Background: The Laboratory Risk Indicator for Necrotizing Fasciitis (LRINEC) score may distinguish necrotizing soft tissue infection (NSTI) from non-NSTI. The association of higher preoperative LRINEC scores with escalations of intraoperative anesthesia care in NSTI is unknown and may be useful in communicating illness severity during patient handoffs.
Materials and methods: We conducted a retrospective cohort study of first operative debridement for suspected NSTI in a single referral center from 2013 to 2016. We assessed the association between LRINEC score and vasopressors, blood products, crystalloid, invasive monitoring, and minutes of operative and anesthesia care.
Results: We captured 332 patients undergoing their first operative debridement for suspected NSTI. For every 1-point higher LRINEC score, there was a higher risk of norepinephrine and vasopressin use (relative risk [RR] = 18%, 95% confidence interval [CI] [10%, 26%] and [10%, 27%], respectively), packed red blood cell use (RR = 28% [95% CI 13%, 45%]), and additional crystalloid (17.57 mL/h [95% CI 0.37, 34.76]). Each additional LRINEC point was associated with longer anesthesia (3.42 min, 95% CI 0.94, 5.91) and operative times (2.35 min, 95% CI 0.29, 4.40) and a higher risk of receiving invasive arterial monitoring (RR 1.11, 95% CI 1.05, 1.18). The negative predictive value for an LRINEC score < 6 was > 90% for use of vasopressors and packed red blood cells.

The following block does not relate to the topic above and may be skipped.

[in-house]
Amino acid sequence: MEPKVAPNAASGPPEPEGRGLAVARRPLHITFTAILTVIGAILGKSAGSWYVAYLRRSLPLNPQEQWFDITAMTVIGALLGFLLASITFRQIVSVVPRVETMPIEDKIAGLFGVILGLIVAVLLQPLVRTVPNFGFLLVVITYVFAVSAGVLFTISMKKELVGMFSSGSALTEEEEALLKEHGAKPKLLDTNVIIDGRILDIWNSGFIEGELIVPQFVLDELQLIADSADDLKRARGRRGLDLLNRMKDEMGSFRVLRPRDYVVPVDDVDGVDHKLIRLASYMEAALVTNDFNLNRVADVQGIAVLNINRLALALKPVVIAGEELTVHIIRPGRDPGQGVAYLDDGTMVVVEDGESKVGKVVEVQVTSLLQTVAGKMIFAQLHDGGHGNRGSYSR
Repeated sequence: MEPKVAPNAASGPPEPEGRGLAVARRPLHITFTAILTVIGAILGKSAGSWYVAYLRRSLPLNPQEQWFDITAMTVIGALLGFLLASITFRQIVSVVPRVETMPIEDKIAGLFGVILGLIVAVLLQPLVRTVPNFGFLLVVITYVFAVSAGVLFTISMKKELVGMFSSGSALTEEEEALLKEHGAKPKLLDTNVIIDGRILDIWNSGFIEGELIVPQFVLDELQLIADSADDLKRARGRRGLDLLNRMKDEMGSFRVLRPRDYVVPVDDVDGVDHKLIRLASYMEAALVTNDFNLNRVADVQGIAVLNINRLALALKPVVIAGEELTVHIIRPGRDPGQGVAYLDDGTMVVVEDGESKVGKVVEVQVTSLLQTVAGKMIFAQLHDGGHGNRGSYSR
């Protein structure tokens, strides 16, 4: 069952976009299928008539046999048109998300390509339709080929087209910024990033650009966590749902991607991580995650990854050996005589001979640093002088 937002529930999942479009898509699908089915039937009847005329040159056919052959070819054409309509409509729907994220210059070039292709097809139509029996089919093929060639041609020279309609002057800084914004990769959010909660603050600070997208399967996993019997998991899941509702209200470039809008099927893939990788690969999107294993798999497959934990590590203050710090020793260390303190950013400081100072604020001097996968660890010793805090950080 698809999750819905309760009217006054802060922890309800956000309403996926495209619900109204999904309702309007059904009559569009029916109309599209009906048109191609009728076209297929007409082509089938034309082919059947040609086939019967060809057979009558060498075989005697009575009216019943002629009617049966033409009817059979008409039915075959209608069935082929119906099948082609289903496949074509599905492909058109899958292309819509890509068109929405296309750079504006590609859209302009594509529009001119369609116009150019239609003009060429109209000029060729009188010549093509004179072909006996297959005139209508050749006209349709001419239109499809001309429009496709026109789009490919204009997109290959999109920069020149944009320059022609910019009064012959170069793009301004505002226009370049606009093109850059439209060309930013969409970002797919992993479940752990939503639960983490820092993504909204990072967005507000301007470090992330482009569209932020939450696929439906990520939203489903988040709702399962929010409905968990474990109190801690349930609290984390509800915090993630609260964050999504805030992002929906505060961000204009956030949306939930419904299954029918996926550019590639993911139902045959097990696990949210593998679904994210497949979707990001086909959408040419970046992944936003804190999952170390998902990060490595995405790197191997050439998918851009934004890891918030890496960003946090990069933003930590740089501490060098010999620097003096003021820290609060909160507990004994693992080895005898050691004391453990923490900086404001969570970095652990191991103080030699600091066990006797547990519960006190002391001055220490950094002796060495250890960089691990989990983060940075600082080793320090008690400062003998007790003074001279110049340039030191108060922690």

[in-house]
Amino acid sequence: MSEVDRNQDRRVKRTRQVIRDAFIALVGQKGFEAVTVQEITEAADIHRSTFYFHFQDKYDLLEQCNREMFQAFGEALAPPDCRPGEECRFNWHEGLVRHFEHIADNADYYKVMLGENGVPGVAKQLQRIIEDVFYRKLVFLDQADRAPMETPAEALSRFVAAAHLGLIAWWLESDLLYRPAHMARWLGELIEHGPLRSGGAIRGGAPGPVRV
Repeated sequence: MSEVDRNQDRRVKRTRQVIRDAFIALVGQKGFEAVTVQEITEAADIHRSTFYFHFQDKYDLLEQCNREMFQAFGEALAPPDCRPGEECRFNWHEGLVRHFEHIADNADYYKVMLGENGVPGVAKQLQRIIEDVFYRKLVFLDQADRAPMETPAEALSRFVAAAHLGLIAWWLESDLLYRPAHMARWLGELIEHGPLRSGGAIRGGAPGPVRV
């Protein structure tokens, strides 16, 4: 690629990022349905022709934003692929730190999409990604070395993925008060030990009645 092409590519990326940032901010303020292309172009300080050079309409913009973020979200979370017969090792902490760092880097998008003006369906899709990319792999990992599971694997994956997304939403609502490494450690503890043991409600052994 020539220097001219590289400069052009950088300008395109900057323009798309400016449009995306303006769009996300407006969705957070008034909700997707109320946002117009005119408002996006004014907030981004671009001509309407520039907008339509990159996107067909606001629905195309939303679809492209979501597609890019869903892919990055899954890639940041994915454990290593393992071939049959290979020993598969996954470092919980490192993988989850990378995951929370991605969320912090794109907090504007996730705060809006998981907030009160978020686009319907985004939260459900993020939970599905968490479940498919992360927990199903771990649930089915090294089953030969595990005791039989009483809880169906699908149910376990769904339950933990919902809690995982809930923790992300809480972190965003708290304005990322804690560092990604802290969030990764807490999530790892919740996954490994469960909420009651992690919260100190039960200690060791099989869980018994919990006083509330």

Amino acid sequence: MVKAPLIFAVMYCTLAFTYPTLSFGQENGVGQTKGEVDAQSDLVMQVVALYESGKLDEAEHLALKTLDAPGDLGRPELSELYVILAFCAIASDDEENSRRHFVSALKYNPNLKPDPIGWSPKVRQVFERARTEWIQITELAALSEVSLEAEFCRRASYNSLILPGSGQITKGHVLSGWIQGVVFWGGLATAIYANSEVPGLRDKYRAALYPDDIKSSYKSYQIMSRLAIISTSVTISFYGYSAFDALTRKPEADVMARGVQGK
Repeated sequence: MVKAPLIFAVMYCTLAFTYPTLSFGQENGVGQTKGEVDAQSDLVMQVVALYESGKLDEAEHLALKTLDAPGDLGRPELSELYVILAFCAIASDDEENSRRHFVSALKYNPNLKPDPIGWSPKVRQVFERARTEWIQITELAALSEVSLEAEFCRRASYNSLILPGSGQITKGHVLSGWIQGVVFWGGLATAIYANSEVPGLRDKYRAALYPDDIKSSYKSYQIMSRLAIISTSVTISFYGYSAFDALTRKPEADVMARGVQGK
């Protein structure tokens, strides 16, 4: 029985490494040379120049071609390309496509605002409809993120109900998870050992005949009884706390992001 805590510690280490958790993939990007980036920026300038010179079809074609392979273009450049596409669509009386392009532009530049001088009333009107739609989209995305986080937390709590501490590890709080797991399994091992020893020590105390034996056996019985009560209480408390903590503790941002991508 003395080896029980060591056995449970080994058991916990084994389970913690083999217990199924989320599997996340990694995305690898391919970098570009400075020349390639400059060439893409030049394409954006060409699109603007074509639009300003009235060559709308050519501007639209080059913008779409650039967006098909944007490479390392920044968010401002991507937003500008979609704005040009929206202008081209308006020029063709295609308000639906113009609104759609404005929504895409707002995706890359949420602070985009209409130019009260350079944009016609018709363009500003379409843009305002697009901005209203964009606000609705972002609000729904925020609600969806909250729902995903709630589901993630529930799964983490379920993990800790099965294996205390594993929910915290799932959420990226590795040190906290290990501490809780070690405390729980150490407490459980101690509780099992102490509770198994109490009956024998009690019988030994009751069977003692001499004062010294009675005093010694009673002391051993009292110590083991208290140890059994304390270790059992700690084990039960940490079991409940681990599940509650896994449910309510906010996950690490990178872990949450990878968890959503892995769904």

Conclusions: Preoperative LRINEC scores were associated with escalations in intraoperative care in patients with NSTI. A low score may predict patients unlikely to require vasopressors or blood and may be useful in standardized handoff tools for patients with NSTI.
Keywords: Escalations of care; LRINEC score; NSTI; Necrotizing soft tissue infection.
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